Jesus never said that the end justifies the means. To see how some of us go about doing church, you would be hard pressed not to believe this. The tendency for congregational leaders to try just about anything to get people in the pews or money in the plate is toxic. The effect is either to water down the scandal of the gospel in order to make it more palatable to the public or to use unethical or dubious methods to ensure our success. What Jesus did do (John 6) was to present a demanding call to discipleship and not back off, even when it proved unpopular.

Jesus never said that the first would be first, the last would be last, so look out for No. 1. 21st-century Christianity seems to have lost its way with regard to our place in the world. To hear some, the church’s appropriate role is at the head of every line in culture. We want acclaim, political power, recognition, and status. The same goes for our parishioners and clergy. We easily overlook those in need and on the fringes of our society. Our practices belie an insatiable appetite for the limelight that seems incongruent with the one to “came to serve, not to be served.”

Jesus never said we are to live by the rule of an eye for an eye, and a tooth for a tooth. In fact, that ancient code of retribution and retaliation was overtly overturned when he offered a radical alternative in Matthew 5:39-42. Our calling is to be unreasonably gracious and generous. Watching us nurture our grudges, wounds and prejudices while allowing them to cripple our witness must be heartbreaking to him.

Jesus never said that when we come and follow him, we will find success, fame and fortune. In fact, the biblical and historical witness is directly contrary to that silly folk wisdom. The cross most people bear in order to be faithful is real and significant. Some of God’s most faithful servants seem to have suffered the most. The benefit of biblical faith is most often internal, not external. Our most meaningful rewards cannot be deposited, driven, or worn, for they are eternal not temporal.

You get the idea. We are all guilty of distorting the gospel to make it fit our preconceptions and personal convictions. A needed antidote to this illness is a hearty dose of biblical truth.

Try this: Read the Bible regularly without anyone telling you what it says and means. Invite the Holy Spirit to guide you, and see what emerges. If you need a place to start, try Matthew 5-7, the finest and most famous sermon ever preached. Warning: this is dangerous and will change your life.

The 20-year test

(Editor’s note: Although Bill Wilson’s commentary pieces — written as a column for the Virginia Baptist Religious Herald — have appeared frequently on Associated Baptist Press over the last year, with this edition ABP will begin the regular biweekly publication of his column, called “Vital Signs.”)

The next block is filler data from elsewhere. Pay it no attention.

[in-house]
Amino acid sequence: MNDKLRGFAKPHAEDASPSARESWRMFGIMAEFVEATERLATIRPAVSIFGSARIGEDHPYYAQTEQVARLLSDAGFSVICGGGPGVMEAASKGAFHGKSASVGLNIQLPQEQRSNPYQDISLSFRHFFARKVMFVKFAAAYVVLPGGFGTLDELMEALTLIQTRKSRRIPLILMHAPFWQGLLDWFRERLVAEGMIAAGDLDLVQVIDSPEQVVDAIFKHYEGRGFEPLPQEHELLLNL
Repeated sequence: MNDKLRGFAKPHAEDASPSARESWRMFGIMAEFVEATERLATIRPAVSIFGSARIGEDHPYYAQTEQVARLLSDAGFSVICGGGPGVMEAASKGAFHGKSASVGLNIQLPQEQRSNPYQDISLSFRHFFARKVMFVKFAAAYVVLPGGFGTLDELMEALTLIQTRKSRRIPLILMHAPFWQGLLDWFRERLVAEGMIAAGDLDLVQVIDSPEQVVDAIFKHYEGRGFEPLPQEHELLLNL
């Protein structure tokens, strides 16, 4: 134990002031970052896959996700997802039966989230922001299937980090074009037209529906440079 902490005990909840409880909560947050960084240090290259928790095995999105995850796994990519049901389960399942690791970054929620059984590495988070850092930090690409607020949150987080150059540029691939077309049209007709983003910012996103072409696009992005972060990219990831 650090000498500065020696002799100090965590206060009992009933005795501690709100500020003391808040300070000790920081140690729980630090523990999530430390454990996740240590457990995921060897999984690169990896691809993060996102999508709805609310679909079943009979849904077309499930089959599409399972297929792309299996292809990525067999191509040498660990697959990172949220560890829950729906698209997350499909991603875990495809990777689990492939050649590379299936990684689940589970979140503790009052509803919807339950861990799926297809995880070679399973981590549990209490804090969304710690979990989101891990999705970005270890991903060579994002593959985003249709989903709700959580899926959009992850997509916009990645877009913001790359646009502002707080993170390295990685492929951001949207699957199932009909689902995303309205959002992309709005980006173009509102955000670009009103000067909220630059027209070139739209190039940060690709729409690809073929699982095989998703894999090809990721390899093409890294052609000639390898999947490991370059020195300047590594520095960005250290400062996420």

By Bill Wilson

There is a school of thought running rampant in congregations these days that sounds something like this: “This is the worst Pastor/Group/Recession/President/Situation/Era/Event that we have ever known! We must get rid of him/her/it/them immediately or we are doomed.”

As a result, we hear regularly about congregations and clergy that make hasty and ill-informed decisions that actually extend and expand their problems rather than resolve them.

Let’s think for a moment about what we are saying in the midst of difficult days. Something bad happens at our church or with a minister, and we react by saying: “This is awful.” Right so far.

We then go on to say: “This is the worst thing that has ever happened to us.” Could be, though we tend to under- and over-remember such things.

We close by saying: “We are doomed.” Whoa. We just went from being God’s people walking by faith to being fatalists. This is a huge leap into despair.

Let me suggest another way of thinking about difficult days that is at once more biblical, more hopeful and more likely to be true.

In the city where I last pastored, the local high-school football team had a remarkable record of success. The Dalton High School Catamounts, should they have a winning record this season, will have amassed a winning record for 50 (!) consecutive seasons. That is nearly unprecedented in high-school athletics. Over many of those 50 years, Bill Chappell served as the head coach. Now retired, Bill is a humble, intense and thoughtful man. He is a person of strong character and integrity, and is beloved by nearly everyone in the state of Georgia.

One day, at an obligatory preseason dinner appearance before local fans who are way too invested in high-school football, Bill was asked, “What kind of team are we going to have this year, Coach?” He thought for a moment and replied: “Ask me in 20 years.” Thinking that the coach had not understood the question, the fan asked his question again, with more passion. Bill calmly responded with the same words: “Ask me in 20 years.” Exasperated, the fan raised his voice and asked more ardently, “Coach, what is the team going to be like this year?!”

Bill responded: “Look, I know what you are asking, but what you are asking is the wrong question. We’ll have a fair football team, but we won’t really know what kind of team this is until 20 years have passed. You see, we are about building character in young men, and we won’t know how that turns out for at least 20 years.”

I’ve adopted The 20-Year Rule for working with churches and clergy. I urge you to do the same. When someone looks at a painful situation in your congregation and asks you if you think that all is lost, just respond by saying, “I don’t know, ask me in 20 years.”

It’s biblical. Think about all the characters who, had you asked at the moment, would have failed the success test. Moses as he runs from Egypt with blood on his hands into the back side of Midian. David as he sends Uriah into the heat of battle. Peter as he denies knowing who Jesus is. Saul as he executes innocent believers. Think about all the churches across the ages who were brought to their knees by scandal or sin or foolishness and who seemed on the verge of closing.